Why Does Gymnastics Become the Forgotten Sport After the Olympics?

By Sam Saltess

If you ask me my favorite sport, I’ll tell you it’s gymnastics. Not every four years, but every day and for my whole life, it’s been my favorite sport (I’ll also argue with you until the death that it is one of the hardest sports in the world, but that is for another post).

The three and a half years that Olympic fever is not sweeping the country, I continue to follow all the happenings with the sport. Who is getting recruited where, what college teams are up to, who is on the national team, who is injured, and etc. It’s a sport that never quits; there is always action and the athletes are always training. There is no off season in gymnastics, if you ask me (or any former or current gymnast).

But if you ask America, most poeple forget the sport exists for about 3 years and 9 or 10 months. And I, frankly, am not sure why.

It is a sport that isn’t quite like any other. You don’t get 4 downs. You don’t get 3 strikes. And you don’t get a period to score a goal. You can’t pass to a teammate when you feel tired or aren’t in a good position, and if you screw up, only you are to blame.

You can’t take a week off, or even a few days, before your body starts to forget what you’ve been training the past month. It isn’t a sport that you jump into at age 12 and then go on to compete collegiately or higher. Gymnasts are dedicated to a high caliber of competition by the age of 10 or 12, or even younger.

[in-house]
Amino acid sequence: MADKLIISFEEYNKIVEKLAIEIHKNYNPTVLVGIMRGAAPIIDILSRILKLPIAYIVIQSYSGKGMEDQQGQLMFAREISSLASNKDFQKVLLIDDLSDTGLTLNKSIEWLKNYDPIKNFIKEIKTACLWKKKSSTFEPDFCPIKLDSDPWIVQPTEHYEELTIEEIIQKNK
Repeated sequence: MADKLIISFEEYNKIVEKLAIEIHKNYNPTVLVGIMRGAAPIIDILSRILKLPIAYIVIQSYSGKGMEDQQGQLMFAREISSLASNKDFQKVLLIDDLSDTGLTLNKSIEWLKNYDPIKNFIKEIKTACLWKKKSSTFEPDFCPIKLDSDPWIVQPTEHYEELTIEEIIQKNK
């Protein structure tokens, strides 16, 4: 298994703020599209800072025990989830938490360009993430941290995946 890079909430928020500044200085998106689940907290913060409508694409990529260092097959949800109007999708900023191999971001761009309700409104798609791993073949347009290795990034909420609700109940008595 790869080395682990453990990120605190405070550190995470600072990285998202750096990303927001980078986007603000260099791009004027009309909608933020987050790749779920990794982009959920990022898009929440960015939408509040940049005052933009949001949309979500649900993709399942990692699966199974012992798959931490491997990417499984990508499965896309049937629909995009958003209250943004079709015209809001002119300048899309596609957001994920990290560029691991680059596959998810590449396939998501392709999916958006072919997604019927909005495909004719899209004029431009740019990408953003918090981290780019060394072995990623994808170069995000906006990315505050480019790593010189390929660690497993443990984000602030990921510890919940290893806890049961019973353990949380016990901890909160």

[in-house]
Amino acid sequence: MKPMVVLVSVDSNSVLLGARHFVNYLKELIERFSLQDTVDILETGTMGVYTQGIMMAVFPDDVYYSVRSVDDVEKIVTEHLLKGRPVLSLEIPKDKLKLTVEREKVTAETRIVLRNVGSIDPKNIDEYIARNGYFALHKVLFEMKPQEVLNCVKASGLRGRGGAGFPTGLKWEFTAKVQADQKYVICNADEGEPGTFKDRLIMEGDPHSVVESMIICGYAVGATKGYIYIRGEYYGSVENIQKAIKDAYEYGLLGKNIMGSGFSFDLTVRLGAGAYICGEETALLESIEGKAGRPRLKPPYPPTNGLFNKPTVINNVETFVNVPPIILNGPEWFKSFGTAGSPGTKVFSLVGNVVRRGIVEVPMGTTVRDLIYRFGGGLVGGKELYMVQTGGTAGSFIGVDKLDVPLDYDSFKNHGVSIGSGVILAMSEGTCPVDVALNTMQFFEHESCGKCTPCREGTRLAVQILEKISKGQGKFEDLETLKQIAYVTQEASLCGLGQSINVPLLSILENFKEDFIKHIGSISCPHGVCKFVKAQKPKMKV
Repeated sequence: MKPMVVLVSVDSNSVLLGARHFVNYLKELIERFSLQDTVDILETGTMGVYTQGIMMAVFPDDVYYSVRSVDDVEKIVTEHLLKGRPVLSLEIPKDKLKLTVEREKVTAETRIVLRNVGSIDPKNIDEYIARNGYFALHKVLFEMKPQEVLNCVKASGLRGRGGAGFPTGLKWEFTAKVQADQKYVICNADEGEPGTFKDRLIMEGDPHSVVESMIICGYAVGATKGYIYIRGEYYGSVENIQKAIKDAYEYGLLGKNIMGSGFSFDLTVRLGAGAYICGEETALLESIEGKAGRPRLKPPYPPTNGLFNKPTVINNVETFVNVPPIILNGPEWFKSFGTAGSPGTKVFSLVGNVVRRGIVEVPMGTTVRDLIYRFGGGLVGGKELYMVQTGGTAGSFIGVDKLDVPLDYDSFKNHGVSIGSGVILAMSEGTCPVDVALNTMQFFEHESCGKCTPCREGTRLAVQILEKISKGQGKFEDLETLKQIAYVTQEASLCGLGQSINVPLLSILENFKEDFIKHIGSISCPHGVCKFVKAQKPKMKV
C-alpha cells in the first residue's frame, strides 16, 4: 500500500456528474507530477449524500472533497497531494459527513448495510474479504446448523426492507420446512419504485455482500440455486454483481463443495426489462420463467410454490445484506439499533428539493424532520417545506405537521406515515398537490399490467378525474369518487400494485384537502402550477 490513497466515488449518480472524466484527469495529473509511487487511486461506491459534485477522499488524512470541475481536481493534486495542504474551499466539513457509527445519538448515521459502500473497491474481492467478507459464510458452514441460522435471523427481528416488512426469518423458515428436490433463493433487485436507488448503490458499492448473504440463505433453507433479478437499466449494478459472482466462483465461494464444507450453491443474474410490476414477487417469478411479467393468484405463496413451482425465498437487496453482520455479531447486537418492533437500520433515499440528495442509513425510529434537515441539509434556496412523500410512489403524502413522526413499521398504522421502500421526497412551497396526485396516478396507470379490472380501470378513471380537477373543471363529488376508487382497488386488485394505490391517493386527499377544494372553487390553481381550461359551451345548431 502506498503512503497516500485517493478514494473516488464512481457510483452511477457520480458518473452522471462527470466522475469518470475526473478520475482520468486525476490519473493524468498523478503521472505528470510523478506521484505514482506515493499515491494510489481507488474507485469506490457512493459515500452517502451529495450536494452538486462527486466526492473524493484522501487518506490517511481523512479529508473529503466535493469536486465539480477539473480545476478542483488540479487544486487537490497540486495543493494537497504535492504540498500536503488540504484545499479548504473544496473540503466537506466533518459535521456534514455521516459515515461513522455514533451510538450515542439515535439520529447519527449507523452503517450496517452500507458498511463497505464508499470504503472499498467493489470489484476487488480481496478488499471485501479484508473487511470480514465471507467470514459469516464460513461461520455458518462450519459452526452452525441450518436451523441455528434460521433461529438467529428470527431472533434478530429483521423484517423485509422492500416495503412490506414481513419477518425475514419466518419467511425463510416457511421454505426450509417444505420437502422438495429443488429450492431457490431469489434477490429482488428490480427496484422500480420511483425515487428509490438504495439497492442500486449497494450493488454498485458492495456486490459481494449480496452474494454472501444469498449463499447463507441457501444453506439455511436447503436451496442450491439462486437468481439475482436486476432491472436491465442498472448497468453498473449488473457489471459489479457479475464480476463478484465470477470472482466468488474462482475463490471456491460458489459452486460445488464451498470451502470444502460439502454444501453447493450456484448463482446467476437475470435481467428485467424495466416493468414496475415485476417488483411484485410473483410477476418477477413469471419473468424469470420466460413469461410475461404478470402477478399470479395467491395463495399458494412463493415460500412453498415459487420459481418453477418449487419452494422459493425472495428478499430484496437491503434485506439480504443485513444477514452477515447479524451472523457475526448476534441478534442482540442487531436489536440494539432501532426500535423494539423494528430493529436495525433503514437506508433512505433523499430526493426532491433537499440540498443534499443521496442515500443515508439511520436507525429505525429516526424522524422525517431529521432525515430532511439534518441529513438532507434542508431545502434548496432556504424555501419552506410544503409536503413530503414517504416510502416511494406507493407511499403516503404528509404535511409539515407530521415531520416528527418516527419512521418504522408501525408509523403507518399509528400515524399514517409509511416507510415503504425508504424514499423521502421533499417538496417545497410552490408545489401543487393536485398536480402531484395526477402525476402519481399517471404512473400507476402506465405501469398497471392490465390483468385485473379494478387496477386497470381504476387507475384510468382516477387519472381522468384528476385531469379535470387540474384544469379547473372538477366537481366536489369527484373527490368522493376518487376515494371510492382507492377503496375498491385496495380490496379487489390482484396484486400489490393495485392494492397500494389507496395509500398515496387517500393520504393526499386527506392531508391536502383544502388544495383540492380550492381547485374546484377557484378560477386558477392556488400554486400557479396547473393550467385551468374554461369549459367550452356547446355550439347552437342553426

Don’t forget that you can’t just be good at one event, you have to be great at them all. Powerful but not graceful? You are going to have to work on that in order to compete vault and bars.  If you start to fall behind on one event, just 25% of your training, you have to take a step back and catch up, before you can move on.

The hands of female gymnasts are ripped, torn and bloody most days of bar training. The coaches are tough and unforgiving, even (and probably especially) on the younger, promising athletes. There is no time for extra-curricular activities, boyfriends, and in some cases, school.  Most olympic athletes (okay, Shawn Johnson, you were like a super-woman) are home-schooled to make time for their sport.

So let’s not forget the amazing sport we get to witness on a main stage every four years. The athletes that fly through the air and land on a 4-inch wide beam (That’s about as wide as an iPhone if you turned it horizontal. Scary thought, huh?), the athletes that  do so many flips and twists before landing, almost anyone but them would get vertigo. It’s an exciting, “wow, how on earth do they do that?” kind of sport, that deserves more than the spotlight only every four years.

If you take the time to appreciate gymnastics and what gymnasts do, you’ll find out exactly what your missing out on for 3 years and 10 months.


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